You should understand that Allah has  preserved  this religion  by  His  grace  and  blessing  and  that  the Sunnah  has  been  preserved  as  Allah guaranteed  to  preserve  His  religion.  So  it  is not  possible  for  the  scholars  to unanimously agree to authenticate  a weak narrator  or  to  criticize  or  condemn  a sound narrator. Rather you will inevitably find  that  truthfulness  and  fairness  are very  apparent  in  the  views  of  the  majority of scholars and in most issues of religion.

Imam  al-Dhahabi  (rahimahullah)  said  in  al-Mooqizah (84),

“The  same  Imam  may  be  more  generous  or  more kind  with  regard  to  a  report  that  is  in  accordance  with  his madhhab  or  the  madhhab  of  his  Shaykh  than  with  regard  to other  reports  that  say  the  opposite.  But  it  is  only  the  Prophets who are infallible.  But this religion  is  supported and protected by Allah, may He be  exalted,  and  its  scholars  will  never  agree  on  misguidance, either deliberately or by mistake. So no two scholars will agree on classing  a  weak  narrator  as  sound,  or  a  sound  narrator  as  weak. Rather  their  differences  will  be  with  regard  to  how  strong  or weak a narrator is.  The  one  who passes such judgements speaks on  the  basis  of  his  own  effort,  strength  and  knowledge.  If  it  so happens that  he  makes a  mistake in  judging,  then  he will have  a single reward. And Allah is the source of strength.”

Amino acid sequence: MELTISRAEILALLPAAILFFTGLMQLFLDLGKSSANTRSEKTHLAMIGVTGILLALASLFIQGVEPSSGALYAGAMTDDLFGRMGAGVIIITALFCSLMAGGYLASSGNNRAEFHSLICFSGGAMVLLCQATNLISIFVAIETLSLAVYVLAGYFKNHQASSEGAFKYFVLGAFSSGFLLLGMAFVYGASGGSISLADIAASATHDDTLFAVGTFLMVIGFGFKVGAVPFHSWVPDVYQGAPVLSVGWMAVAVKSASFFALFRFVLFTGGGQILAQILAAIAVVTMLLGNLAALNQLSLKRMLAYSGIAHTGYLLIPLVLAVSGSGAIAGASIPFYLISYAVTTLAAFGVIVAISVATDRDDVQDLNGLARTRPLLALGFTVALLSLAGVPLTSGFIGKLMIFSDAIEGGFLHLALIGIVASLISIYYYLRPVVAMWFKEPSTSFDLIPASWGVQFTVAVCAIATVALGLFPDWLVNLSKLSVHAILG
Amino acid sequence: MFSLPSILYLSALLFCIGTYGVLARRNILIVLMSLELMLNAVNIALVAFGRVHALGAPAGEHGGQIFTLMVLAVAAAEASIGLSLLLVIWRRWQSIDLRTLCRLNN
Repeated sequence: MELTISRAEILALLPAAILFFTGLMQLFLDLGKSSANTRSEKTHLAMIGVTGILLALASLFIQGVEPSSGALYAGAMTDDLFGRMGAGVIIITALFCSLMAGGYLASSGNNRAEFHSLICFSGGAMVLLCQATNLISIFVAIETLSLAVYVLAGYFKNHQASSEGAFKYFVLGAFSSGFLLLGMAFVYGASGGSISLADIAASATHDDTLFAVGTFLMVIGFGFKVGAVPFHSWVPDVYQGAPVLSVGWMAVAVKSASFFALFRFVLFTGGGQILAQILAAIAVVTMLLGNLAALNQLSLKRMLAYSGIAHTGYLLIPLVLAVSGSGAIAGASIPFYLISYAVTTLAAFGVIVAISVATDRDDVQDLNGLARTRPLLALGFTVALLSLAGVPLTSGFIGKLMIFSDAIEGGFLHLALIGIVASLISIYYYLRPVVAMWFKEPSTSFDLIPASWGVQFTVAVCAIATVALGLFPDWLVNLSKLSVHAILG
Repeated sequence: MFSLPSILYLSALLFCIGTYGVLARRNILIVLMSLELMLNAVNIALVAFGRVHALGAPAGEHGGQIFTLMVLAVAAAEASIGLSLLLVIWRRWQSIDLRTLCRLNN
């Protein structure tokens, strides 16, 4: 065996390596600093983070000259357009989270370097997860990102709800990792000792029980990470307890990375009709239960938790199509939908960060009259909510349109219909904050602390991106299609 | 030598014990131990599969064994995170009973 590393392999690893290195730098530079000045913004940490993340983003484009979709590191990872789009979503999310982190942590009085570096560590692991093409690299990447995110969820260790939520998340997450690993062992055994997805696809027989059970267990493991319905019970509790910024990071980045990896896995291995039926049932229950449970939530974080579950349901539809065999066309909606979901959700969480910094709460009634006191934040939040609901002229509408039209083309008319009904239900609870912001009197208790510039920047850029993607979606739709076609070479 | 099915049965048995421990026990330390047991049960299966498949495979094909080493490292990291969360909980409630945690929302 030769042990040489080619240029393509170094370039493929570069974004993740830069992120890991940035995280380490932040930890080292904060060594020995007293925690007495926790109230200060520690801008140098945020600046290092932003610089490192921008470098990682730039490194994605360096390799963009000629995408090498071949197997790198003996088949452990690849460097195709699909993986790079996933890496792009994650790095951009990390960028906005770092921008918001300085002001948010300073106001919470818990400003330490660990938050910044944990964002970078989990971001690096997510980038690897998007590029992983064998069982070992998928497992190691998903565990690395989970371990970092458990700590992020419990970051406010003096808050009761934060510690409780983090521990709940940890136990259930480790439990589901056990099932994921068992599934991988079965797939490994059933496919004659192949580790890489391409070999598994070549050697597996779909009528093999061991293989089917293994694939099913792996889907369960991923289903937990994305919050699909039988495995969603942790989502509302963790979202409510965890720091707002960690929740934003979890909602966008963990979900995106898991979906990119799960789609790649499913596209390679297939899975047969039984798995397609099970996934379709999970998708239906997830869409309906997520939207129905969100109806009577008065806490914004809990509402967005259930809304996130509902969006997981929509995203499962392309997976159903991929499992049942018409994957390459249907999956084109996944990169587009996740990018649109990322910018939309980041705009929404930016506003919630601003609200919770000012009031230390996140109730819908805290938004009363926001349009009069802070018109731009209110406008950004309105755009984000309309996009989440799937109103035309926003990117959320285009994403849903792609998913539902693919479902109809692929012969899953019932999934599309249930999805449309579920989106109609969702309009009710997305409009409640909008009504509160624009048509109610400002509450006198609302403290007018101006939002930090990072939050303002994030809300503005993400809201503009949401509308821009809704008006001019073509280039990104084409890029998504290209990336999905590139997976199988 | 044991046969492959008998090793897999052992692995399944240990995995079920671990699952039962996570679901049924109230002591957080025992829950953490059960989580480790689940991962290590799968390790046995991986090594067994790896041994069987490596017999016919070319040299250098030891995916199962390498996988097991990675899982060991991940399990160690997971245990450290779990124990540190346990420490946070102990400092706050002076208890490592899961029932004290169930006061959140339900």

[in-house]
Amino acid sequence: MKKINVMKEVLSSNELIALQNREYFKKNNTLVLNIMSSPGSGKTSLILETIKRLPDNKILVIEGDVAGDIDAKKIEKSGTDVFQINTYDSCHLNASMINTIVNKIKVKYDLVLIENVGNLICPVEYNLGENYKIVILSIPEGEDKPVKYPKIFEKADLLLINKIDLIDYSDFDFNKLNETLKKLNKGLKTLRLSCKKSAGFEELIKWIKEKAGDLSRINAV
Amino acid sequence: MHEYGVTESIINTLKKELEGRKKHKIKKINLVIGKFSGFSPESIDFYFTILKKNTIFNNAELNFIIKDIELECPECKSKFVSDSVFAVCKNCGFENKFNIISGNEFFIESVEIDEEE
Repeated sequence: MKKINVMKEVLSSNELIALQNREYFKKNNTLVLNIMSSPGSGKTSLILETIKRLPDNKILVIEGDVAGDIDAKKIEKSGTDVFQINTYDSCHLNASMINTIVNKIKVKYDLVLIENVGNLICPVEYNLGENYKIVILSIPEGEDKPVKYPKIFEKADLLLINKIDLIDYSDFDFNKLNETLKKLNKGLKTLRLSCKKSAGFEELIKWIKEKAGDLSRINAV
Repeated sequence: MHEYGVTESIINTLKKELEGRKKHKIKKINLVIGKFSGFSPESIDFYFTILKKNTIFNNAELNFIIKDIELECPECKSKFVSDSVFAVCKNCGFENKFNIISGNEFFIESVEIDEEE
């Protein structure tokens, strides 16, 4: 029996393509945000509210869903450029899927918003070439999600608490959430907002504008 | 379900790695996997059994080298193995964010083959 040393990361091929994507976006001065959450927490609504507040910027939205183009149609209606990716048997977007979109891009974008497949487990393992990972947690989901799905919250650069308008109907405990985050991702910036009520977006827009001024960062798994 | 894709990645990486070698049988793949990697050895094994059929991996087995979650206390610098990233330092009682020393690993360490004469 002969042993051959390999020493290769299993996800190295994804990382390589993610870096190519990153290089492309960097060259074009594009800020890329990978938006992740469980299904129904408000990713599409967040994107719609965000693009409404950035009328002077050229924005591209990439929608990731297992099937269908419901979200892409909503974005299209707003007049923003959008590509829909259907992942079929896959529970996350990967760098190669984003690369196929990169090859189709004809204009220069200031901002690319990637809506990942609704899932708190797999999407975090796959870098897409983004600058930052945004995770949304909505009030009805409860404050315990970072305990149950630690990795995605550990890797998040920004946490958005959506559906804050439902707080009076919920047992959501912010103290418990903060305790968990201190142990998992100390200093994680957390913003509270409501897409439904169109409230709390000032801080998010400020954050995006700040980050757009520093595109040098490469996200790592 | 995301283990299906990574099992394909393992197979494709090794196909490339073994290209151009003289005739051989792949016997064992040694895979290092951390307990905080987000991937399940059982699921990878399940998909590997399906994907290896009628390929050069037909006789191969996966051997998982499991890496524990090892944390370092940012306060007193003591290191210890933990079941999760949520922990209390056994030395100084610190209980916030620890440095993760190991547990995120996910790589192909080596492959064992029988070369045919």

Ibn Kathir (rahimahullah) said in al-Baa’ith al-Hatheeth (1/11),

“As  for  the  words  of  these  imams  who  took  on  this  task  (of examining  hadith),  they  should  be  accepted  without questioning  or  mentioning  the  reason  because  of  their knowledge  of  it  and  their  deep  understanding  of  this  field  and because  of  their  being  known  to  be  fair,  religiously  committed, experienced  and  sincere,  especially  if  they  agree  unanimously that a narrator is weak, or matrook (to be ignored) or a liar and so on.  The  skilled  muhaddith  will  not hesitate  to  agree  with  them  when they  take  a  decision  of  that  nature because  of  their  honesty, trustworthiness  and  sincerity.  Hence  al-Shafi’i (rahimahullah) said  in  many  instances  when commenting  on  Ahadith,  “None  of  the scholars would regard this hadith as sound,” so he would reject it and not quote it as evidence on that basis.” 

Finally, one should be content with the blessing that Allah has bestowed  upon  this  ummah  by  means  of  this  noble  branch  of knowledge, and do not get carried away with doubts about the sahih ahadith.  Reason  dictates  that  we  should  not  reject  the  efforts  of thousands of sincere scholars throughout the centuries on the basis of a  few  mistakes  here  and  there.  To  appreciate  the  science  of  Hadith verification,  one  must  strive  to  read  the  numerous  books  on  the subject,  and  one  cannot  help  but  be  astonished  by  the  huge  efforts that  were  put  into  verifying  a  single  hadith

Even  the  Orientalist Margoliouth said, “The Muslims may boast about their science of hadith.”